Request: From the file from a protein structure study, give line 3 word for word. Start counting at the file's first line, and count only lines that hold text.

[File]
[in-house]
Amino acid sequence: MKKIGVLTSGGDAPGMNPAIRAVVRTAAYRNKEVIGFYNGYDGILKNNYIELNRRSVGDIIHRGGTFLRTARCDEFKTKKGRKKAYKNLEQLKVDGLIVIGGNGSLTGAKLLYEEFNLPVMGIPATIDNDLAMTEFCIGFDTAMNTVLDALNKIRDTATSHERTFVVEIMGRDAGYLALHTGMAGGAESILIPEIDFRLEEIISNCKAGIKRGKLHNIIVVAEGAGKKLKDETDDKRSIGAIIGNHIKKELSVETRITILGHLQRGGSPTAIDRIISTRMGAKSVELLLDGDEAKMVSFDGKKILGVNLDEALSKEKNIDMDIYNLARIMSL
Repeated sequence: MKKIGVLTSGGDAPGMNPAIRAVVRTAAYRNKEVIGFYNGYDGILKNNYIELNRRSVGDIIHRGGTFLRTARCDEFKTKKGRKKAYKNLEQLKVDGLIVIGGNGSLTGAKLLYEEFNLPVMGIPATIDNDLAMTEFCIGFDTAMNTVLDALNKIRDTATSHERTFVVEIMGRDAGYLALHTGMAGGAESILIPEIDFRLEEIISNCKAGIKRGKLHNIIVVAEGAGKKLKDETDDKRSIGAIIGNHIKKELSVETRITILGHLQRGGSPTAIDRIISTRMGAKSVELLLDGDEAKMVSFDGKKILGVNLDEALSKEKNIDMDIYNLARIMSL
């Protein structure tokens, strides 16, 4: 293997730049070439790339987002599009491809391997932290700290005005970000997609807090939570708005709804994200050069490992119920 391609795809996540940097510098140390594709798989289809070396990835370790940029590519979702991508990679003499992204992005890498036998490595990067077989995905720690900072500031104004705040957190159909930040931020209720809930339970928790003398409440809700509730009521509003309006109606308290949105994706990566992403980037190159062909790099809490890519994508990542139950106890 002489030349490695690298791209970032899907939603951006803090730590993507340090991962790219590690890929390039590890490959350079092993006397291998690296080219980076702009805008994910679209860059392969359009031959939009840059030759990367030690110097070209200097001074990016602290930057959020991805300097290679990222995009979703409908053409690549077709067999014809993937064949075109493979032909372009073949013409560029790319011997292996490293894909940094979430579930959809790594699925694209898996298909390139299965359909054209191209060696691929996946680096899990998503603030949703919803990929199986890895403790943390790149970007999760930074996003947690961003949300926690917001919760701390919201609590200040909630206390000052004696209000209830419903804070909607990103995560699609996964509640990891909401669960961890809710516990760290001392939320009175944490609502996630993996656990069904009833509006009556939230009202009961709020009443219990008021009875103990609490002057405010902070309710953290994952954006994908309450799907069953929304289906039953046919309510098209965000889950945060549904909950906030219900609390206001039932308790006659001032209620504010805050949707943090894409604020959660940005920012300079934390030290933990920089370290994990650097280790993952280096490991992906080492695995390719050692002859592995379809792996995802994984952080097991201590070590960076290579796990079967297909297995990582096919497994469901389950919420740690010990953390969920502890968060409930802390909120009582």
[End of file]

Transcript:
Repeated sequence: MKKIGVLTSGGDAPGMNPAIRAVVRTAAYRNKEVIGFYNGYDGILKNNYIELNRRSVGDIIHRGGTFLRTARCDEFKTKKGRKKAYKNLEQLKVDGLIVIGGNGSLTGAKLLYEEFNLPVMGIPATIDNDLAMTEFCIGFDTAMNTVLDALNKIRDTATSHERTFVVEIMGRDAGYLALHTGMAGGAESILIPEIDFRLEEIISNCKAGIKRGKLHNIIVVAEGAGKKLKDETDDKRSIGAIIGNHIKKELSVETRITILGHLQRGGSPTAIDRIISTRMGAKSVELLLDGDEAKMVSFDGKKILGVNLDEALSKEKNIDMDIYNLARIMSL